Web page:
expected moderate return and accepted moderate risk. 60 percent oI investors
preIerred growth schemes. The image oI AMC acted as a major Iactor in the choice
oI schemes. Investors had the same level oI conIidence towards shares and mutual
Iunds.
Sharath 1utur (2004) studied 58 schemes during the bear period (September 1998
to April 2002). He identiIied that the risk was low Ior 37 schemes, below average
risk Ior 11 and oI average risk Ior 10 schemes. Risk-return analysis revealed that,
average mutual Iunds were Iound to be with low unsystematic and high total risk.
The return was positive in the case oI 46 schemes, with 30 schemes yielding above
5 percent. 32 schemes had positive Treynor ratio, 30 schemes had positive Sharpe
ratio, and 35 schemes had positive Jensen measure due to the bearish market with
low CAPM returns.
55
Elango`s (2004) analytical results indicate that, private Iunds had a high positive
association between the past and current year NAV compared to public sector. The
private sector schemes outperIormed public sector in terms oI NAV range value,
innovative products and in deployment oI Iunds. Public sector Iunds showed low
volatility as against greater variability Ior private sector indicating low consistency.
Student t` test indicated the existence oI a high signiIicant diIIerence between the
mean NAV oI private sector Iunds and public sector with a high statistical
signiIicance oI (-)5.95.
Venkateshwarlu M (2004) had analysed investors Irom the twin cities oI
Hyderabad and Secunderabad. Investors preIerred to invest in open-end schemes
with growth objectives. Chi-squared value revealed that, the size oI income class is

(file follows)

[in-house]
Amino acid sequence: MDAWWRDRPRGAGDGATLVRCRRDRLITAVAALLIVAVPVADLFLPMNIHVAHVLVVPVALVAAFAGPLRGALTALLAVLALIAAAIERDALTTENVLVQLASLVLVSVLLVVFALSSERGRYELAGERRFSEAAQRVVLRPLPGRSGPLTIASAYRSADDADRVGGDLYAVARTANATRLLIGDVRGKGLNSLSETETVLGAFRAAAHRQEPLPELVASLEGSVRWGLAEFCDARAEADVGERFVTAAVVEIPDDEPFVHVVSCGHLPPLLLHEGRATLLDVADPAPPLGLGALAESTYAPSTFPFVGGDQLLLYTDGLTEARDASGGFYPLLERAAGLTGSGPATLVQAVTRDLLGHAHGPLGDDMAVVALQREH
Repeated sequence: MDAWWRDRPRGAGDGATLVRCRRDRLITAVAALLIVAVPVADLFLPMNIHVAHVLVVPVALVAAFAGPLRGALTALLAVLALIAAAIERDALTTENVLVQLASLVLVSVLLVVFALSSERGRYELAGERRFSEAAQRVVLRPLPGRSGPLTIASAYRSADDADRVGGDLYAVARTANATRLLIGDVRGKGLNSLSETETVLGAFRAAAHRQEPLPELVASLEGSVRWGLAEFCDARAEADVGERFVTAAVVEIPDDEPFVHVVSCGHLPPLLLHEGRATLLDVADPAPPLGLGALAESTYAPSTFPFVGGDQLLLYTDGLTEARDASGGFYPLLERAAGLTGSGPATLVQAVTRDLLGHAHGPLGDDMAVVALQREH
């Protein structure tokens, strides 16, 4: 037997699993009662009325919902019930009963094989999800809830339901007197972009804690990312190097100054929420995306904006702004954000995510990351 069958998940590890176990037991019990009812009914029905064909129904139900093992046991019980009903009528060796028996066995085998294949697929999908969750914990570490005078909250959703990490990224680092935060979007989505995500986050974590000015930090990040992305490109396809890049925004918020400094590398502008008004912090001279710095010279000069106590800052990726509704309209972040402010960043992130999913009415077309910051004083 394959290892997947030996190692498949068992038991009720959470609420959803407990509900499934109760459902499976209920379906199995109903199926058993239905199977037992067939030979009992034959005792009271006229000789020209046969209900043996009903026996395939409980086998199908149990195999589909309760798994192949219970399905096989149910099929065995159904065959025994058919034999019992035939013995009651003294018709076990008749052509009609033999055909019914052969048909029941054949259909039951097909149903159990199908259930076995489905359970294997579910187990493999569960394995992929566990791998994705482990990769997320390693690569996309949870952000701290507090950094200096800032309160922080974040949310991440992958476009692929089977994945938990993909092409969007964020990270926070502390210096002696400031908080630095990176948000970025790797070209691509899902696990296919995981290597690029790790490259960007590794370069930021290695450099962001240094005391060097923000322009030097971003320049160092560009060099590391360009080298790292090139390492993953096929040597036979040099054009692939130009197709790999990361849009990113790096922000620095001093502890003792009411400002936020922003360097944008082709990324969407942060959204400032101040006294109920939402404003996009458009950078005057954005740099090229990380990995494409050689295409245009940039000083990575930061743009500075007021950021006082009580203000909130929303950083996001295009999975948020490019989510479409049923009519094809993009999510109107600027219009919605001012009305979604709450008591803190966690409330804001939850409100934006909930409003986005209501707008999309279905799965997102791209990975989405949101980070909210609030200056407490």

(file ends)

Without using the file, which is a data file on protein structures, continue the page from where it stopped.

independent oI preIerence pattern, and dependent on the choice oI Iund Iloating
institution. Reasonable returns and long-term strategy adopted by the scheme were
the criteria oI scheme selection. Investors perceived that too many restrictions led to
the average perIormance oI mutual Iunds in India.
Sondhi H 1 and 1ain P K (2005) examined 17 public and 19 private sector mutual
Iund equity schemes. The mean and median returns Ior the aggregate period (1993-
2002) were lower than the returns on 364 days treasury bills, and higher than the
BSE 100 index. Alliance Equity Iund was the top perIormer and Canbonus and LIC
Dhanvikas(I) were the worst perIormers. They hypothesized that majority oI the
sample schemes earned returns better than the market. Private equity schemes had
superior perIormance due to its popularity; Iund management practices, well-
researched stock selection and timing skills. More than three-Iourth oI public sector
schemes were unable to achieve better returns in spite oI higher investor conIidence
associated with high saIety. The Iunds did not show consistency in perIormance.
Muthappan P K and Damodharan E (2006) evaluated 40 schemes Ior the period
April 1995 to March 2000. The study identiIied that majority oI the schemes earned
returns higher than the market but lower than 91 days Treasury bill rate. The